Builders of this time referred to books such as The Model Architect, by Samuel Sloan (1852).
Italianate: P. Wylie’s Emporium – This Italianate-style building typical of the 1840s–1880s has round-arched windows and doorways with hoodmolds on the first floor, segmental-arched two-over-two windows on the second floor, a wide cornice band with paired scrolled brackets and a low hipped roof with a wide overhang.
Italianate: American House Hotel – The American House Hotel has double doors and a segmental-arched doorway with sidelights and transom, tall segmental-arched windows with hoodmolds on the first floor, flat-topped four-over-four windows with hoodmolds on the second floor, square third-floor windows, a low hipped roof with wide overhang, and a belvedere atop the roof.
MORE BUILDING TYPES
Not all buildings can be identified by style, and that’s OK. Some are identified by their floor plan or by their use. The Welcome Center, One-Room School and the Freight & Livery buildings are typical of such practical, functional structures.
The John Houck Foundation Welcome Center is inspired by 19th-century railroad “combination stations,” which combined separate areas for passengers and freight or baggage.
Combination Station: The Welcome Center resembles a 19th-century combination railroad station, with separate areas for passengers and freight. It has horizontal wood siding with vertical board-and-batten siding above it, two-over-two windows, brackets under the eaves, and a wide overhanging roof. Stations like this were built in Ohio from the 1860s to 1890s.
One-room schools like the Ohio Village School are a traditional building type that’s a common sight in rural Ohio, even today. Because of the two-mile district law passed in 1851, one-room schools are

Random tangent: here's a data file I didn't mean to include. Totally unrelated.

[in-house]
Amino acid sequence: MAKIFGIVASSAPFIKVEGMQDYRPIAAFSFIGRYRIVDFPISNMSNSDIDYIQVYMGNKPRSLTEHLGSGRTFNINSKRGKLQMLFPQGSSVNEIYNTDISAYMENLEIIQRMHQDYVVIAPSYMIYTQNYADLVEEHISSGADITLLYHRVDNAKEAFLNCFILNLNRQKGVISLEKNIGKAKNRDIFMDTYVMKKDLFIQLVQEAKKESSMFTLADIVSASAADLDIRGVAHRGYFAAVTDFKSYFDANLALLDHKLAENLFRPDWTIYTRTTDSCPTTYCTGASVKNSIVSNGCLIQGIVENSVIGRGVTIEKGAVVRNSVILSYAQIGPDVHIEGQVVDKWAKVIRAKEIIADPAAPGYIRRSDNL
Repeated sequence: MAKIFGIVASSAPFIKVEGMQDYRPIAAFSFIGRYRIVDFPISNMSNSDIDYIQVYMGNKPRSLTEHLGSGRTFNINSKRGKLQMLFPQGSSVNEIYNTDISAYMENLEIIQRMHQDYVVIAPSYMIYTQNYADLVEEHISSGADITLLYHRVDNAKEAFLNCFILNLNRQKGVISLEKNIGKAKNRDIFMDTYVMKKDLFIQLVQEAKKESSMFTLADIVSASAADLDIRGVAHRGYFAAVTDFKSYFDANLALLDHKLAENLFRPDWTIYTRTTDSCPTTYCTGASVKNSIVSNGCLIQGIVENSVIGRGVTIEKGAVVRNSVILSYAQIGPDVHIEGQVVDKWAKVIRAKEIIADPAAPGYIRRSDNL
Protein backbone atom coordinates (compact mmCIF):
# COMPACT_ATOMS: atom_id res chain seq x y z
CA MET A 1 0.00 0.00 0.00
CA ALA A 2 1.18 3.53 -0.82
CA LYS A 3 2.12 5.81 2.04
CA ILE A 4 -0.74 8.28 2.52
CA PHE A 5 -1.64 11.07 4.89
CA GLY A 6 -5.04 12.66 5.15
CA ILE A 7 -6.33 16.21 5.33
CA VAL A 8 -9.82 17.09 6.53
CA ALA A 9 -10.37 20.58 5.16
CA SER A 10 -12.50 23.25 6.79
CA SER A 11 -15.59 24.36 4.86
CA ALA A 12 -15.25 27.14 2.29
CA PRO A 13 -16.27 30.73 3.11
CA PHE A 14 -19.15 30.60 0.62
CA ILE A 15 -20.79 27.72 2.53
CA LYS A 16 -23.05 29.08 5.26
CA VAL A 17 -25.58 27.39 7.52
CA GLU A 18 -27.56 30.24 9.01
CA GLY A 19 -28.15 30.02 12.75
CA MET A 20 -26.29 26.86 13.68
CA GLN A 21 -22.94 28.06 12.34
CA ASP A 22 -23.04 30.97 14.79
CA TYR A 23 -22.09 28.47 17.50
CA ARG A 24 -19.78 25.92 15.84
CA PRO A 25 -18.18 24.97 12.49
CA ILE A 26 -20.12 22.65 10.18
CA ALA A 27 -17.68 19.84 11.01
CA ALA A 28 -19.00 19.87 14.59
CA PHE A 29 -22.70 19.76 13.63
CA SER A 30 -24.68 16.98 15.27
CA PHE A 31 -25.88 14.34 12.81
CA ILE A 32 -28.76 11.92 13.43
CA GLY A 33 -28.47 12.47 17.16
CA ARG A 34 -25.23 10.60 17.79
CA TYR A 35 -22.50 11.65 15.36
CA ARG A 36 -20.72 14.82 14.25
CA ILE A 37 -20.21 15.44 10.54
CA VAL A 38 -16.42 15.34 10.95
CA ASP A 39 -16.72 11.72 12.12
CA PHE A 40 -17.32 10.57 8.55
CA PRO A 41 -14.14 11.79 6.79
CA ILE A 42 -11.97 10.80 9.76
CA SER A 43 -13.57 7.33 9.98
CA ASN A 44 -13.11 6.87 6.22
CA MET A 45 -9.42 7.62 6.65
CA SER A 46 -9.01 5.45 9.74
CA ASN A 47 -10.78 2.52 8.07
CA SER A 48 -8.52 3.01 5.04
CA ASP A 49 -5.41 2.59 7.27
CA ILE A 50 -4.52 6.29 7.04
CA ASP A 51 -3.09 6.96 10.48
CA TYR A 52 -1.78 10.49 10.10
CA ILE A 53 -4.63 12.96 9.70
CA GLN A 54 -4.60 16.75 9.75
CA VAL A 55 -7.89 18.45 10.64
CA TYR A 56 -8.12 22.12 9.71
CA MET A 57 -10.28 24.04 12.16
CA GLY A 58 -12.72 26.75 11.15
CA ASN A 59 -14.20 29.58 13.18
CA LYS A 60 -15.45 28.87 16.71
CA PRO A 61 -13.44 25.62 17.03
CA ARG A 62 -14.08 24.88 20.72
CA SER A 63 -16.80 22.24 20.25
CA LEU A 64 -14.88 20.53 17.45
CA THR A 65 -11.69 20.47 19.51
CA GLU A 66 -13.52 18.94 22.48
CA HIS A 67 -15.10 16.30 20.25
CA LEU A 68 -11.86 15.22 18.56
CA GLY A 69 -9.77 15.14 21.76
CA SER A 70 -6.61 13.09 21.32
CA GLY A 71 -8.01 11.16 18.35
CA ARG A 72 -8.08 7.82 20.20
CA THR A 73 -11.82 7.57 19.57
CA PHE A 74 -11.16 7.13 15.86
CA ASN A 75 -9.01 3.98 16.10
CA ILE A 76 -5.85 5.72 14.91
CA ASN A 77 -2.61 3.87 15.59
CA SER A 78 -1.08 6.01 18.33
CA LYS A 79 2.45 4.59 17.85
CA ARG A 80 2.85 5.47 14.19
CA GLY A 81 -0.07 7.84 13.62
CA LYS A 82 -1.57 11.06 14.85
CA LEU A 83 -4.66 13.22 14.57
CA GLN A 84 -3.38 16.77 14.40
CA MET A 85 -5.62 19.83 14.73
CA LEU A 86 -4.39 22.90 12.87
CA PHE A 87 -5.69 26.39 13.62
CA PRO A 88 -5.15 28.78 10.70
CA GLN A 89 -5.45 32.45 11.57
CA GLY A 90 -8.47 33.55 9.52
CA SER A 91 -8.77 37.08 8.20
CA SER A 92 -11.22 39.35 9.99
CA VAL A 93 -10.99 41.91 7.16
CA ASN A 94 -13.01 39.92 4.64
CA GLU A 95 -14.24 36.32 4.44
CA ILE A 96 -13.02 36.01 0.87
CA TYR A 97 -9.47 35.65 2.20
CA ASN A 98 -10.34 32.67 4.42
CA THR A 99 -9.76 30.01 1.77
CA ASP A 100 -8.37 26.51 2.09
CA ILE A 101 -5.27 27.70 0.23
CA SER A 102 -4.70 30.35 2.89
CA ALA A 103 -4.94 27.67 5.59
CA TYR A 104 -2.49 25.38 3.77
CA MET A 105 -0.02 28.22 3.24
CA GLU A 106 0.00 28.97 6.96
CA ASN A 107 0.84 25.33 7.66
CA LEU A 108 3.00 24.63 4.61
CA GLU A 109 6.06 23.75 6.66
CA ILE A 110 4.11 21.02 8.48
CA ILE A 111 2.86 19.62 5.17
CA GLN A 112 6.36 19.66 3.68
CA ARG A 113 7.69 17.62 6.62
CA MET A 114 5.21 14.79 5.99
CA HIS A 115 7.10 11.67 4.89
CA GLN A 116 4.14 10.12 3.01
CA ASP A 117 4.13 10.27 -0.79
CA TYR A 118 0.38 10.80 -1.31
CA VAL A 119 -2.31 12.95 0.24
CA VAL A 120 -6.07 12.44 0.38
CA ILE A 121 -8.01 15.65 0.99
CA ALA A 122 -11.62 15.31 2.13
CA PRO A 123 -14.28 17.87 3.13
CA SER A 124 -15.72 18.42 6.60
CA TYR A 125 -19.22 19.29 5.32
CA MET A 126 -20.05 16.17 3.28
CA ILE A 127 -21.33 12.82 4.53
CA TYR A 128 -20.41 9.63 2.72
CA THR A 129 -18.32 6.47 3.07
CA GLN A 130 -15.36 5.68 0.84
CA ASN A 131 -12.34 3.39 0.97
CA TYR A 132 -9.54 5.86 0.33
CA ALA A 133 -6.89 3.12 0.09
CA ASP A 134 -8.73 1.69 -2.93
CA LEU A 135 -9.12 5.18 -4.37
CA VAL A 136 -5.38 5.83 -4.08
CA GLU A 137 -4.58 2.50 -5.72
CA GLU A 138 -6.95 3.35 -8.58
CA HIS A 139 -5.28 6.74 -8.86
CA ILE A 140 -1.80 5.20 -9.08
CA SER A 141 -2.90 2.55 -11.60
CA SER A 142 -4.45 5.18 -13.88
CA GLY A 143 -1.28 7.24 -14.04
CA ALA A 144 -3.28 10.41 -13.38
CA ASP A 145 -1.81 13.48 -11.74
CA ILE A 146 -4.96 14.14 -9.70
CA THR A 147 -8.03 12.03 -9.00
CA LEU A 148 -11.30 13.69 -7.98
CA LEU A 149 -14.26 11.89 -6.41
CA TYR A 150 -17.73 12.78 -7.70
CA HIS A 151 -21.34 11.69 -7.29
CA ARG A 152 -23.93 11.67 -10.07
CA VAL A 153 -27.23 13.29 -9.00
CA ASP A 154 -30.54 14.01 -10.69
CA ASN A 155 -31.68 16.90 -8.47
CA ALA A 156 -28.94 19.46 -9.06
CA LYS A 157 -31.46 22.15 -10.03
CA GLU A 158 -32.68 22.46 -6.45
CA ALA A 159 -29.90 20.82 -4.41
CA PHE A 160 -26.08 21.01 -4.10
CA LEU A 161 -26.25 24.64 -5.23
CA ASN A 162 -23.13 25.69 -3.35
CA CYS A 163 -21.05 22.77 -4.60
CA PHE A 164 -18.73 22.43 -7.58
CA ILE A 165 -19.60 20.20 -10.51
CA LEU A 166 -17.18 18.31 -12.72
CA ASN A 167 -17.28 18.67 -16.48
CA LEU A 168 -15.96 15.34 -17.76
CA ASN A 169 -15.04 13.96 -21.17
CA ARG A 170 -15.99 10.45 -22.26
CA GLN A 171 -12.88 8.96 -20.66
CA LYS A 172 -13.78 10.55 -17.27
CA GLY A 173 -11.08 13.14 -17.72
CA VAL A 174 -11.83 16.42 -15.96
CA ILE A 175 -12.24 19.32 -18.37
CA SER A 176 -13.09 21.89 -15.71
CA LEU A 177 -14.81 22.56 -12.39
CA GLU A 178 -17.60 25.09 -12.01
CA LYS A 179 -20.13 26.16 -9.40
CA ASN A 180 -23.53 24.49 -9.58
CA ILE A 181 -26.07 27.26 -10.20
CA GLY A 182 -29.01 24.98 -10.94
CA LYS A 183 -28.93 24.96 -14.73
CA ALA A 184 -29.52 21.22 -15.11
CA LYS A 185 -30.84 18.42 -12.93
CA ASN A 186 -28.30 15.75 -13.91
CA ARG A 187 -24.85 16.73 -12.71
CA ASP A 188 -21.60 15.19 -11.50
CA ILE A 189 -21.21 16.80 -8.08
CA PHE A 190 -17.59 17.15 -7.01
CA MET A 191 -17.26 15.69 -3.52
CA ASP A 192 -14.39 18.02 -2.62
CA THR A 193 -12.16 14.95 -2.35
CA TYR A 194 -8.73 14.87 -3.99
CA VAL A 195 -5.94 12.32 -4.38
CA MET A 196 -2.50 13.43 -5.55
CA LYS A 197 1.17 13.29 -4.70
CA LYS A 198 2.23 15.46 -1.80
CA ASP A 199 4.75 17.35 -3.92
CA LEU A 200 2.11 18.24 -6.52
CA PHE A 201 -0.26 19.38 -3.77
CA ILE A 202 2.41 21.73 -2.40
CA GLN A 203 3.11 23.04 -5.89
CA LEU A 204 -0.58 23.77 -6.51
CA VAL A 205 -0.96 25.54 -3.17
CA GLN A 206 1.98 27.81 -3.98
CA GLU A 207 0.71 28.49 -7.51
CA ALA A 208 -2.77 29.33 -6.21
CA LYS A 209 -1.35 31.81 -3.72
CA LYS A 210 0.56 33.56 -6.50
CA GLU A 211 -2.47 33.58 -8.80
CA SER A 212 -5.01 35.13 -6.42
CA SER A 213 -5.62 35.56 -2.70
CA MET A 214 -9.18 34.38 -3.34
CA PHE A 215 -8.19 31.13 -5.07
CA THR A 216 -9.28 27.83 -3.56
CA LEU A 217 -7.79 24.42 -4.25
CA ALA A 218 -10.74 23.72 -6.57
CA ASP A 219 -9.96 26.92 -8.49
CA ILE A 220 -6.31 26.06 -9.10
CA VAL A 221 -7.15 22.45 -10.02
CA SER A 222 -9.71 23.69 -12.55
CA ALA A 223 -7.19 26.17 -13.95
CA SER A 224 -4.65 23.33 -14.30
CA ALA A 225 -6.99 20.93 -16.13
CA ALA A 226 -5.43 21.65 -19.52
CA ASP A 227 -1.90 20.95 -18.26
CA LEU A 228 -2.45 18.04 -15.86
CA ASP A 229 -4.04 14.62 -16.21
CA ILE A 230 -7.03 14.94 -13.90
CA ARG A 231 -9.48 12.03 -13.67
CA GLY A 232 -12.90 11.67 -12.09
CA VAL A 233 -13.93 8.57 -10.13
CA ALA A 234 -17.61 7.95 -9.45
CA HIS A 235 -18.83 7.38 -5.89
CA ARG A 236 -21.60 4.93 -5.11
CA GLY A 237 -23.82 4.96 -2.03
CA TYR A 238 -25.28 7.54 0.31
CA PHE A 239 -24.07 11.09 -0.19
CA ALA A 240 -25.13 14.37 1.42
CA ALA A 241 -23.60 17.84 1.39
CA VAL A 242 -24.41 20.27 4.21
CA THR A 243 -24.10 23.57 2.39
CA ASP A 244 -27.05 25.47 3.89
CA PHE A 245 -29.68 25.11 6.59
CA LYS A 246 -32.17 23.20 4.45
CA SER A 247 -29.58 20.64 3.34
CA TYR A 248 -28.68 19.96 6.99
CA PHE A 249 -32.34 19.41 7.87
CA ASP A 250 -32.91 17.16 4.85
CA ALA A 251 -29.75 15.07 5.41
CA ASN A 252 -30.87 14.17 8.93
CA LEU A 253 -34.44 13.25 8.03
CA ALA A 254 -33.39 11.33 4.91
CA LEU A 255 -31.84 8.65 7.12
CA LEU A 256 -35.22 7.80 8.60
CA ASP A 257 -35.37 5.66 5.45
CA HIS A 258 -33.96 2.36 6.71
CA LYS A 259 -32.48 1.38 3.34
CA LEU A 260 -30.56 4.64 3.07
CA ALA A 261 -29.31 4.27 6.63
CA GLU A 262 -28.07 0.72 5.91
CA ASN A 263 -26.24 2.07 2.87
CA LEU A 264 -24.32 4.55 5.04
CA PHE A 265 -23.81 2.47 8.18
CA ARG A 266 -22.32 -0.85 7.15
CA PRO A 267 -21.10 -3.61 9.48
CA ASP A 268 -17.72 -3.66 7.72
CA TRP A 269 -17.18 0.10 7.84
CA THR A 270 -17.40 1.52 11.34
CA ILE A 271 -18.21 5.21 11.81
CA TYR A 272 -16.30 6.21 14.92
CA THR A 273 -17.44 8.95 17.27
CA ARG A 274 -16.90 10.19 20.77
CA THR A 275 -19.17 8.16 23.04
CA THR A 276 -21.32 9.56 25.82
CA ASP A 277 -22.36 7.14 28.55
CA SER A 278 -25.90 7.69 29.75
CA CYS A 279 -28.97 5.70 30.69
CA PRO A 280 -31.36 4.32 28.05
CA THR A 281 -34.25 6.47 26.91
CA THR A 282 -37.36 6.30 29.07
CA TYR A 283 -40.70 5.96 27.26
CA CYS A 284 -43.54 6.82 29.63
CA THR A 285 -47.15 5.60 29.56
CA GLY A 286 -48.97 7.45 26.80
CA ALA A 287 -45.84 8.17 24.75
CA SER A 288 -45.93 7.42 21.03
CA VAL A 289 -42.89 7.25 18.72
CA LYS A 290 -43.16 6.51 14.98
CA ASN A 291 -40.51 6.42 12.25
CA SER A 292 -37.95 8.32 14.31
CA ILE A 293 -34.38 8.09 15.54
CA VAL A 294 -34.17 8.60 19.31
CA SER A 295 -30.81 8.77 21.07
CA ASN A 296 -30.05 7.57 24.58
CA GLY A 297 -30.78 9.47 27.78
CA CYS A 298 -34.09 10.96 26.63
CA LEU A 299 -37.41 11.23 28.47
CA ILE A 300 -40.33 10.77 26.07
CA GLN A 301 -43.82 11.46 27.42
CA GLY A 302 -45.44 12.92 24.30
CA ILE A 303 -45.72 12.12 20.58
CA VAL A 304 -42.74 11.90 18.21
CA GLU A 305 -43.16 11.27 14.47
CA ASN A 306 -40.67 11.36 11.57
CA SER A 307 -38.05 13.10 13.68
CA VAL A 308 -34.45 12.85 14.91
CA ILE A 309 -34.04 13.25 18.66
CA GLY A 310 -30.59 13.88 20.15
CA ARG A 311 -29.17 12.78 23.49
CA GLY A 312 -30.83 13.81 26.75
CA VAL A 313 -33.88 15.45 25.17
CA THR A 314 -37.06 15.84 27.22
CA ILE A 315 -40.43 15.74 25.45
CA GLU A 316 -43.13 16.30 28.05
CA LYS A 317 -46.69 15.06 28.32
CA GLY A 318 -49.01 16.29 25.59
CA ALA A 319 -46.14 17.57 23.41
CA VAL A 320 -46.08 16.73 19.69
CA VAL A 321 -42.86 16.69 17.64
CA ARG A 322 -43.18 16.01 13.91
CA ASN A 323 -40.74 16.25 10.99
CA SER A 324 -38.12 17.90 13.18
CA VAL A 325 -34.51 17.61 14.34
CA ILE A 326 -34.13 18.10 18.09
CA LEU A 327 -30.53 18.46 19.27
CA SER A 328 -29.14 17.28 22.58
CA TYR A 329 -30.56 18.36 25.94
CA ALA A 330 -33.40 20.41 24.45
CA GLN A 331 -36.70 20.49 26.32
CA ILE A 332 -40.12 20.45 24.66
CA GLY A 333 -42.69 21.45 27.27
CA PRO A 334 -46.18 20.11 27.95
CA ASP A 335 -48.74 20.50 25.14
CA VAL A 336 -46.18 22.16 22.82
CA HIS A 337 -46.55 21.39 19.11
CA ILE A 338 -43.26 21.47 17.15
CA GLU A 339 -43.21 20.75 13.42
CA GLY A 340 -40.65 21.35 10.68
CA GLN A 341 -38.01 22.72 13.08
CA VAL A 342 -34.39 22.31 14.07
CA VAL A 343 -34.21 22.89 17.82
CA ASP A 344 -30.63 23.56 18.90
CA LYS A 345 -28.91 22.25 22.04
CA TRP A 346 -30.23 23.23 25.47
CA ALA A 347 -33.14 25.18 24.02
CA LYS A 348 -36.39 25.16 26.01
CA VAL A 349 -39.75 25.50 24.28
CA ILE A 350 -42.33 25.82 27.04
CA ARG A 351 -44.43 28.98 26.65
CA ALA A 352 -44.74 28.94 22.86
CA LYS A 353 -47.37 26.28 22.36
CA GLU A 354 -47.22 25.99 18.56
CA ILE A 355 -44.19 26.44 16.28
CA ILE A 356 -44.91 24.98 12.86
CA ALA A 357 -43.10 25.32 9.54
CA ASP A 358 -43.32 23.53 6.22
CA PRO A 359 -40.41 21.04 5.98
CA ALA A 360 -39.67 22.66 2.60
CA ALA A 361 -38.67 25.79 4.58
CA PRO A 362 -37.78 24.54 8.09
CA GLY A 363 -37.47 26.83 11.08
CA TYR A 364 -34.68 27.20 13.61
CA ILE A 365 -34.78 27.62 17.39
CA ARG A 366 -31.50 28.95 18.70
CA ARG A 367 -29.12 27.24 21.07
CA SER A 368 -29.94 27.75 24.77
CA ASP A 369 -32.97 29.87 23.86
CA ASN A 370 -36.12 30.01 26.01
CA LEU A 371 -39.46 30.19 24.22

usually about two miles apart. Most are rectangular, one-story buildings like this one, with a simple gable roof of slate. Also like this one, many have a belfry that houses the school bell.
One-Room School: The Ohio Village School is built of brick with a stone foundation, six-over-six windows, and a round louvered vent in the gable. It has a slate roof with lightning rods, a bell in the eight-sided belfry and a weather vane on top. Two outhouses are behind the school.
There are many types of barns in Ohio. The Freight & Livery building is called an English Barn. It stands on flat ground rather than being built into a slope or bank.
Books such as Barn Plans and Outbuildings by Orange Judd Company (1889) aided many barn builders.
English Barn: The Freight & Livery building has vertical wood siding, with six-over-six windows, a pair of hinged double doors and a standing-seam metal roof.
Plan Your Visit
Our living 1890s village is open Wednesday through Saturday 10 a.m.–5 p.m., except Sept. 24–26, when it will be closed to host the Columbus Coffee Festival, and Saturdays in October, when the village will close one hour early at 4 p.m. This year, you’ll find seasonal activities and more villagers and artisans on hand daily to share new stories of 19th-century Ohio life. Admission is $13, $11/age 60+ or college student with ID, $7/ages 4–12, Free/age 3 & under. Ohio History Connection members enjoy free
admission. All visitors, including members, must reserve advance timed tickets. To order, visit ohiohistory.org/ohiovillage or call 800.686.1541
Put your new building-observation and vocabulary skills to use as you travel the Buckeye State. You may enjoy these guides:
A Field Guide to American Houses, by Virginia Savage McAlester
Building Ohio: A Traveler’s Guide to Ohio’s Urban Architecture, by Jane Ware
Building Ohio: A Traveler’s Guide to Ohio’s Rural Architecture, by Jane Ware
Society of Architectural Historians Archipedia—Ohio
Tom Wolf is communications manager for the Ohio History Connection and a writer and editor for the Ohio History Connection’s Echoes Magazine